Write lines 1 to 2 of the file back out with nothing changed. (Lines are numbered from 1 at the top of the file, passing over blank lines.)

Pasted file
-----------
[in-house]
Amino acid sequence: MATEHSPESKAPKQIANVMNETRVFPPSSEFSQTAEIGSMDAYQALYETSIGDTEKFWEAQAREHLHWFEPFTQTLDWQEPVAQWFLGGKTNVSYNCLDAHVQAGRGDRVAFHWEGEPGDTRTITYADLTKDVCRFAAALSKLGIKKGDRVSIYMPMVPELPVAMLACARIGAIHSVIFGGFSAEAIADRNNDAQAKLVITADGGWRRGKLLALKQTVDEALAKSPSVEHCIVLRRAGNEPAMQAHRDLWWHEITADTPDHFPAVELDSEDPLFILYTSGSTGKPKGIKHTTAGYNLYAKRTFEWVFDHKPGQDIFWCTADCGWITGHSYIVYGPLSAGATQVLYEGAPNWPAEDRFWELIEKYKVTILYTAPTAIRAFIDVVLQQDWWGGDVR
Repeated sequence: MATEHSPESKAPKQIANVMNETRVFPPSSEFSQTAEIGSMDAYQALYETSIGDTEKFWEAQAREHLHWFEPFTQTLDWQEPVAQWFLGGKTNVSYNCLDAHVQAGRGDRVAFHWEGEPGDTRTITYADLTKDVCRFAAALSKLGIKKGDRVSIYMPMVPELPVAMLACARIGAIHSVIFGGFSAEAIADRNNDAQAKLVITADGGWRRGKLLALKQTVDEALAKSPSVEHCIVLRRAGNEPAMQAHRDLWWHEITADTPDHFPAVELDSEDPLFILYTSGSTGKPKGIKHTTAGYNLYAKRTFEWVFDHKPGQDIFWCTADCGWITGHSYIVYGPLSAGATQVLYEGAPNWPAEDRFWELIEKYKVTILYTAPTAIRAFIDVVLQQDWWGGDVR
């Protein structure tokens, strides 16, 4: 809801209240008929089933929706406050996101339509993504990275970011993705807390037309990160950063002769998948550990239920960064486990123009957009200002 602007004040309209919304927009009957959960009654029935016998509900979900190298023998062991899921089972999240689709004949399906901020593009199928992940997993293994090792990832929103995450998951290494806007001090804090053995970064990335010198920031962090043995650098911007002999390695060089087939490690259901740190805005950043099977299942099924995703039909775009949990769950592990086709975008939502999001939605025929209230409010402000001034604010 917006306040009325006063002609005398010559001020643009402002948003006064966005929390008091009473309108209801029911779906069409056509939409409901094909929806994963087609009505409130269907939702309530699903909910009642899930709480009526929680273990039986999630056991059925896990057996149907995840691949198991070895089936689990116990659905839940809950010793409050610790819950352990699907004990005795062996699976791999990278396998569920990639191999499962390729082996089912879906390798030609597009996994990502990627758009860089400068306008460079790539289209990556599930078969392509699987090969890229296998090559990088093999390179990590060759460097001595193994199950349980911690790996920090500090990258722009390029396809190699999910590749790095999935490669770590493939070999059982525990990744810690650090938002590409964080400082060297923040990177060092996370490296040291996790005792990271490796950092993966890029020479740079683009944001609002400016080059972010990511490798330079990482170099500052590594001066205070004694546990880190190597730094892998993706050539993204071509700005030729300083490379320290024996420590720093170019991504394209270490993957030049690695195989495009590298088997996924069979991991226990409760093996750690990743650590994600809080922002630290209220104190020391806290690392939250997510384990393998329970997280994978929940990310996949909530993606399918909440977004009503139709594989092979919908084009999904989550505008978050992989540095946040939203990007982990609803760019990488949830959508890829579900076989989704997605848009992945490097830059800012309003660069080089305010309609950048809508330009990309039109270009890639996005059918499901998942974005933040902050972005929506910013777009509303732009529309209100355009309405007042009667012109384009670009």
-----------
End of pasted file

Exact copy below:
[in-house]
Amino acid sequence: MATEHSPESKAPKQIANVMNETRVFPPSSEFSQTAEIGSMDAYQALYETSIGDTEKFWEAQAREHLHWFEPFTQTLDWQEPVAQWFLGGKTNVSYNCLDAHVQAGRGDRVAFHWEGEPGDTRTITYADLTKDVCRFAAALSKLGIKKGDRVSIYMPMVPELPVAMLACARIGAIHSVIFGGFSAEAIADRNNDAQAKLVITADGGWRRGKLLALKQTVDEALAKSPSVEHCIVLRRAGNEPAMQAHRDLWWHEITADTPDHFPAVELDSEDPLFILYTSGSTGKPKGIKHTTAGYNLYAKRTFEWVFDHKPGQDIFWCTADCGWITGHSYIVYGPLSAGATQVLYEGAPNWPAEDRFWELIEKYKVTILYTAPTAIRAFIDVVLQQDWWGGDVR